are looking to pick a fight on the debt ceiling. >> it's a threat they can't sustain. no one is going to default. no one is going to allow the united states to not pay it's bills. no one is going to accept the economic costs. it rallies the entire business community to the president's side. >> jennifer: he said he would rather have them fight on spending. there might be signs of progress on the senate side, too. alaska republican senator lisa murkowski told the fairbanks daily news miner that spending cuts should not be tied to the debt ceiling debate. then she added if you incur an obligation, you have an responsibility to pay for that. well, it's nice to finally hear someone from the party of personal responsibility stand up for the government's responsibility. joining me now for the latest on debt politics and much more is michelle bernard the president and korea of the person senator center for women politics and public policy. she's joining us from washington, d.c. and with me in the studio is the always insightful strategist donnie fowler. welcome inside "the war room"." >> glad
, yes it probably would be. then of course is the debt ceiling vote. you see a lot of americans making noises about backing down from the debt ceiling fight. i know we're not here to talk about that, but it's interesting how the conventional wisdom has shifted on that. it's just another sign of the shifting sand. it all hinges on the american people turns. is he going to out to the country on his proposals? how much political capital is he going to put into it. if they feel pressure, he'll bring a vote. >> jennifer: i think he will too. to take you back not to the fiscal cliff but the debt ceiling issues that the republicans do seem to be going soft on. i do think one of the reasons why they went soft was because traditionally republican lobbying groups were coming out. i wonder if there are traditionally republican groups like law enforcement organizations, the police associations who might tend to be conservative, if they came out strong and spoke if the faith community came out strong and spoke, they may shake a little bit. let's talk about senator cruise thinks is going to happen a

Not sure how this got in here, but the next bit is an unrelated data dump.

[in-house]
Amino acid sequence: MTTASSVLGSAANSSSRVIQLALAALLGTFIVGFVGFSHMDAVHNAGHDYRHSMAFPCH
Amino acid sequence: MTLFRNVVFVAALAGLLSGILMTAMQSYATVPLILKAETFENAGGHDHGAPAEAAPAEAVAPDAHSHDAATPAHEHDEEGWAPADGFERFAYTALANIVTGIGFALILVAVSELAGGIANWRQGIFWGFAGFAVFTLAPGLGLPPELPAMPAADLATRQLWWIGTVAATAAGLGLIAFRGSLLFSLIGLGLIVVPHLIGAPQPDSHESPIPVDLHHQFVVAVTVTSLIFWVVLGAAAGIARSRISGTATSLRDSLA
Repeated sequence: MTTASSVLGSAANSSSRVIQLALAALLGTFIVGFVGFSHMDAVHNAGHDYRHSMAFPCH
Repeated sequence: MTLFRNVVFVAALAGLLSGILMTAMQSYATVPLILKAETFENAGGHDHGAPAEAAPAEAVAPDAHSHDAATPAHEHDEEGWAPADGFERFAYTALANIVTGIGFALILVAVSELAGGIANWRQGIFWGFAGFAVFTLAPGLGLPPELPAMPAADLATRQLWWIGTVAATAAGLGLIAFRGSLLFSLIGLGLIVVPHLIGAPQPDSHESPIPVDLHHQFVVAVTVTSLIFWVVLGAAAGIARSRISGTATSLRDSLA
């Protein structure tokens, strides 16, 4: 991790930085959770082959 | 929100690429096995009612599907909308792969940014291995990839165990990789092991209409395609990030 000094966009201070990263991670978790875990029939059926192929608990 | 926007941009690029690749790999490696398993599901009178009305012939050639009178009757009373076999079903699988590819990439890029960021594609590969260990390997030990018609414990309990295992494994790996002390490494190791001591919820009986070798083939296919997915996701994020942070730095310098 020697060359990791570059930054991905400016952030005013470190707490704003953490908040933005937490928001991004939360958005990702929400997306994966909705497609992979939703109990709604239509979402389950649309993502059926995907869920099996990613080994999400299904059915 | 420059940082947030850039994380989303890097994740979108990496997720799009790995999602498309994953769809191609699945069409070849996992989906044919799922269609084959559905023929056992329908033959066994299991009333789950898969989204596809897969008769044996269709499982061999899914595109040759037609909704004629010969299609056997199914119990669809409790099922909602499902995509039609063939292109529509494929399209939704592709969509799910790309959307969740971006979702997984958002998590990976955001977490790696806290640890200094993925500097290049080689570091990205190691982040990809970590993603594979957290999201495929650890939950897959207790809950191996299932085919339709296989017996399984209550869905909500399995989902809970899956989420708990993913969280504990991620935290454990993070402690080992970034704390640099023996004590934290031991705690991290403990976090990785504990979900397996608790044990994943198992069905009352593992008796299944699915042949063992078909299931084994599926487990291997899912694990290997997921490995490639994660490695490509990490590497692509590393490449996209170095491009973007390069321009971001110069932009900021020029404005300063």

murkowski told the fairbanks daily news miner that spending cuts should not be tied to the debt ceiling debate. then she added if you incur an obligation, you have an responsibility to pay for that. well, it's nice to finally hear someone from the party of personal responsibility stand up for the government's responsibility. joining me now for the latest on debt politics and much more is michelle bernard the president and korea of the person senator center for women, politics and public policy. she's joining us from washington, d.c. and with me in the studio is the always insightful strategist donnie fowler. welcome inside "the war room"." >> glad to be here. >> i'm going to start with you. the republicans, do we start to see cracks in the wall of obstruction? are they starting to budge or is that just wishful thing on our part. >> no, we're seeing cakes here and there. i have to start off with lisa murkowski. you got to say that women always seem to understand how to-- >> jennifer: so pragmatic absolutely. >> a shout out to lisa murkowski tonight p but also to newt gringrich. what i wo
Search Results 0 to 5 of about 6